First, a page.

Survey on antimicrobial usage in local dairy cows in North-central Nigeria: Drivers for misuse and public health threats


Autoři: Nma Bida Alhaji aff001;  Mohammed Baba Aliyu aff001;  Ibrahim Ghali-Mohammed aff002;  Ismail Ayoade Odetokun aff002
Působiště autorů: Department of Public Health and Epidemiology, Niger State Ministry of Livestock and Fisheries, Minna, Nigeria aff001;  Department of Veterinary Public Health and Preventive Medicine, University of Ilorin, Ilorin, Nigeria aff002
Vyšlo v časopise: PLoS ONE 14(12)
Kategorie: Research Article
doi: 10.1371/journal.pone.0224949

Souhrn

Background

Antimicrobials are used as a measure to maintain good health and productivity of lactating cows. This study assessed pastoralists’ knowledge and practices regarding AMU in lactating cows; and risk pathways for AMR dissemination from cow milk to humans.

Methods

Interview questionnaire-based cross-sectional study was conducted in Fulani pastoral communities. Frequencies and proportions were used for descriptive statistics. Chi-square test and multivariable logistic regressions were used for analytic statistics at 95% confidence level.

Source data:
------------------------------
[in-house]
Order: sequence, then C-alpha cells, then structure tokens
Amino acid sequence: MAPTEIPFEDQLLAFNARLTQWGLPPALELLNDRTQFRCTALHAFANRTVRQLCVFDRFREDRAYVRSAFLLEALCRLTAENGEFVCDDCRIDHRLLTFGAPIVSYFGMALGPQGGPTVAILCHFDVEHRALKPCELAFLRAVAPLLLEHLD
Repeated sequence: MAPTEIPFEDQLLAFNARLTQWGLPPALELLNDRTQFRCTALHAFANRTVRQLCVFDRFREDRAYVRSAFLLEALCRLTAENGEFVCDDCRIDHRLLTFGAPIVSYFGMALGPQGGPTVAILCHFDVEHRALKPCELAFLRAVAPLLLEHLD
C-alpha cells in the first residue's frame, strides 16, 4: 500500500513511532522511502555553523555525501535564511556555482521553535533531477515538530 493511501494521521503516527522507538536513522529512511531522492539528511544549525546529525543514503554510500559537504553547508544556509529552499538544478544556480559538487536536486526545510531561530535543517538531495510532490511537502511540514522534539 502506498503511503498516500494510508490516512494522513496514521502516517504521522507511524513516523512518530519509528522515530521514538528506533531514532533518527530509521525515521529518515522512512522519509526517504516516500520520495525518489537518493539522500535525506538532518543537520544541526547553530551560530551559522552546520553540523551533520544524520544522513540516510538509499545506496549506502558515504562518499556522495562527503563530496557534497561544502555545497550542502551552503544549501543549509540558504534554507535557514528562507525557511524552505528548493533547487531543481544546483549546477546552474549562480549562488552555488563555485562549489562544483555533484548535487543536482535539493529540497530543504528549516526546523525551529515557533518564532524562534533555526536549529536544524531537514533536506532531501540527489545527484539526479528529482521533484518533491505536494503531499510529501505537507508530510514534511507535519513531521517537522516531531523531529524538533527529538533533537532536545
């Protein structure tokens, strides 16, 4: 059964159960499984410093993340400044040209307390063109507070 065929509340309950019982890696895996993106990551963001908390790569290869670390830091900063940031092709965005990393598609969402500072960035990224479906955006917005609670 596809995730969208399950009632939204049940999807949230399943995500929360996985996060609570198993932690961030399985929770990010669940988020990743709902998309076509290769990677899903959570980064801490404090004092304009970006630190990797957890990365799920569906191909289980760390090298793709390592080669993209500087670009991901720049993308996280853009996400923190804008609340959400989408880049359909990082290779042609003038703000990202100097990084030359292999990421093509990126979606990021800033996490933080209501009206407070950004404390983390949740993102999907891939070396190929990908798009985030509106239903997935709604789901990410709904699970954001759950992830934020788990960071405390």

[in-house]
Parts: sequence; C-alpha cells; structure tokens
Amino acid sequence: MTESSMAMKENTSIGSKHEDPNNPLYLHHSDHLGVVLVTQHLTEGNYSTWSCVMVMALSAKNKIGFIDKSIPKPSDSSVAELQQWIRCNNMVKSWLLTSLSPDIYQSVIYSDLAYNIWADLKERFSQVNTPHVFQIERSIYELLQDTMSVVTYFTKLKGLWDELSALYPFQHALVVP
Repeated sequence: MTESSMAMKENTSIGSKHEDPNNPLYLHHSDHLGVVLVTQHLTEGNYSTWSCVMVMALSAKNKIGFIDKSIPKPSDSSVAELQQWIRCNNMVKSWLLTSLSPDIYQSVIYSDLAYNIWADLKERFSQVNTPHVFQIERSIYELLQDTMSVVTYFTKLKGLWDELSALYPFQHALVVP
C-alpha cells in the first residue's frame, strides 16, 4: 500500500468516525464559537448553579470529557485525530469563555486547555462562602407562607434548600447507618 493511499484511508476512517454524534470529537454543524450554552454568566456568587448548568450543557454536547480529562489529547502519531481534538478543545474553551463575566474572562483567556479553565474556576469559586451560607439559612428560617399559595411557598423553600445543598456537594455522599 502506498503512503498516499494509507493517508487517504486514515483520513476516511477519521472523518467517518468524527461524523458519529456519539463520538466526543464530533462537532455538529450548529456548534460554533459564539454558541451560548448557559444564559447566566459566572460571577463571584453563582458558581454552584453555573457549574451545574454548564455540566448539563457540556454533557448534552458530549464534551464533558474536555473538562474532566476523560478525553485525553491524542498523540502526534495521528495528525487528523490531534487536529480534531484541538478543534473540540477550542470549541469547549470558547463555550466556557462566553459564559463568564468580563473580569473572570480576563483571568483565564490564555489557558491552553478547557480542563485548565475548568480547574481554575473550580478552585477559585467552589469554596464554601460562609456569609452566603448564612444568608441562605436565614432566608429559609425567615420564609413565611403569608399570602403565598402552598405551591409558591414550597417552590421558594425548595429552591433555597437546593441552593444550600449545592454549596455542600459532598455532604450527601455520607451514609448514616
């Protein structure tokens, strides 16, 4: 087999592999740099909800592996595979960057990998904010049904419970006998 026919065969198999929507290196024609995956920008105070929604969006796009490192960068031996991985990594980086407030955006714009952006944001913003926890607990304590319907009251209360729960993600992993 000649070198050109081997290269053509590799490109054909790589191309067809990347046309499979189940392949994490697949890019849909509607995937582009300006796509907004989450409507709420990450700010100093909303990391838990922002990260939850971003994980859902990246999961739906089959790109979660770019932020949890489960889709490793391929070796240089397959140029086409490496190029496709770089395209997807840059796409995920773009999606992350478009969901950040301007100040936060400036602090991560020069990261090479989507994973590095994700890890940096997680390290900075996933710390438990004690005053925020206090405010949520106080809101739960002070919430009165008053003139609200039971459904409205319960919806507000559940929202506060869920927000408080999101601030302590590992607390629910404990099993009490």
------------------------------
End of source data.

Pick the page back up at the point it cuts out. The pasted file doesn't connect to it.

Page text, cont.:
Results

All recruited 384 pastoral households participated. About 11% of participants indicated antimicrobials misuse as when given at under-dose, while 58.9% had no knowledge of what antimicrobial misuse entailed. Most participants (51.6%) were unaware about effects of improper AMU. Most respondents (61.7%) reported self-prescription of antimicrobials used on cows. Also, 67.4% of respondents reported arbitrary applications of antimicrobials used in cows, while 15% used antimicrobials to increase milk yield. Frequently used antimicrobials were: tetracycline (98.7%), penicillin (96.6%), streptomycin (95.8%) and sulfonamides (95.3%). Consumption of raw milk and milk products (p = 0.010); contacts with contaminated udder (p = 0.002); and aerosols of discarded contaminated milk P = 0.001) were perceived risk pathways for spread of antimicrobial resistance from cow milk. Improper AMU (p<0.001), non-enforcement of regulating laws (p<0.001), weak financial status (p<0.001), and low education and expertise (p<0.001) influenced antimicrobials misuse in lactating cows.

Conclusions

This study highlighted low levels of knowledge, risk perceptions and practices regarding AMU and AMR among survey pastoralists. This calls for education of the vulnerable populations on promotion of prudent AMU in lactating cows through ‘One Health’ approach, to assure food safety, food security, and public and environmental health.

Klíčová slova:

Antimicrobial resistance – Antimicrobials – Bovine mastitis – Livestock – Mastitis – Milk – Nigeria – Public and occupational health


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Článek vyšel v časopise

PLOS One


2019 Číslo 12